This website is now published on my mobileme account. Any opinions expressed, however, are totally my responsibility.
The original website was published through the courtesy of Southern Illinois University Edwardsville.
Jim Andris, Sept. 17, 2003.
This reflection on my own personal experience is intended to point out the obvious: your medical condition affects your diet, and your diet affects your medical condition.
Perhaps an even more important point is that given the will and proper methods to change to a more healthy diet, this approach may well be the most powerful healing tool you have available. At the same time, you must proceed with reason, caution and good medical advice, every step of the way. In my own life, I have a history of zealously using a new approach to health and diet and then finding that my body could not keep up with the pace I had set for it, and became injured or ill.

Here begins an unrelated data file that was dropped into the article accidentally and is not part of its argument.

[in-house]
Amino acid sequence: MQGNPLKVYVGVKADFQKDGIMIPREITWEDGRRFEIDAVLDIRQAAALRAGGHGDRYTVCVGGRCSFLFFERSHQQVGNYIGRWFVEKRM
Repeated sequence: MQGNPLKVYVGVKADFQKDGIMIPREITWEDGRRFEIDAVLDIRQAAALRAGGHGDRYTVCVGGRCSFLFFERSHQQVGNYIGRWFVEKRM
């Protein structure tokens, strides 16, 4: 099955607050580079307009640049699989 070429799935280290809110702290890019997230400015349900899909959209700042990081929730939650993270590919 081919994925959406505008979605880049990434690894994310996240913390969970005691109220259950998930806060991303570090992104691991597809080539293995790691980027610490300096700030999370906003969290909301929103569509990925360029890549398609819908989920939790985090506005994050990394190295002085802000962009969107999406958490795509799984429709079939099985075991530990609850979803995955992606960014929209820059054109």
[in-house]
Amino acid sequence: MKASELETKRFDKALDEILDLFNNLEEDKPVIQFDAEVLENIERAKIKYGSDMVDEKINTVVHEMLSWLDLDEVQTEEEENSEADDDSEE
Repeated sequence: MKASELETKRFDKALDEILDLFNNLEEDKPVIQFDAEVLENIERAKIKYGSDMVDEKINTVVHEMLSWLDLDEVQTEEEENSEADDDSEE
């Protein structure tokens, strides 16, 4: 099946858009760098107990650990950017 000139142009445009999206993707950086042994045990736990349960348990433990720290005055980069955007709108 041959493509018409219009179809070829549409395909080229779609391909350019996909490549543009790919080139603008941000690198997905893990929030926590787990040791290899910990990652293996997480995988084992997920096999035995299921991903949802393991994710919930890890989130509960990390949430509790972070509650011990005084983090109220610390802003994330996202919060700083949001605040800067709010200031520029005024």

Consider these more or less established facts:
If these facts don't make you want to loose weight and exercise, nothing will. But let me tell you about some other health problems I have solved through diet.
I have had gout since I was in my early twenties. Uric acid deposits out in your joints, and can be excruciating if left untreated. It is still a very misunderstood disease. We don't kid diabetics about their sugar consumption, but I can assure you, we kid people with gout about their "rich and excessive lifestyle." Over the forty-five years I have lived with and treated my gout (assisted by varous physicians), I have discovered the following helpful dietary practices.
As you can see, this is no recipe for sainthood, but you won't score any points with your bingeing friends. They'll see you as an old stick-in-the-mud.
And occasionally I still get out of balance and then I have to go to the doctor and get various forms of medication to get me back in balance.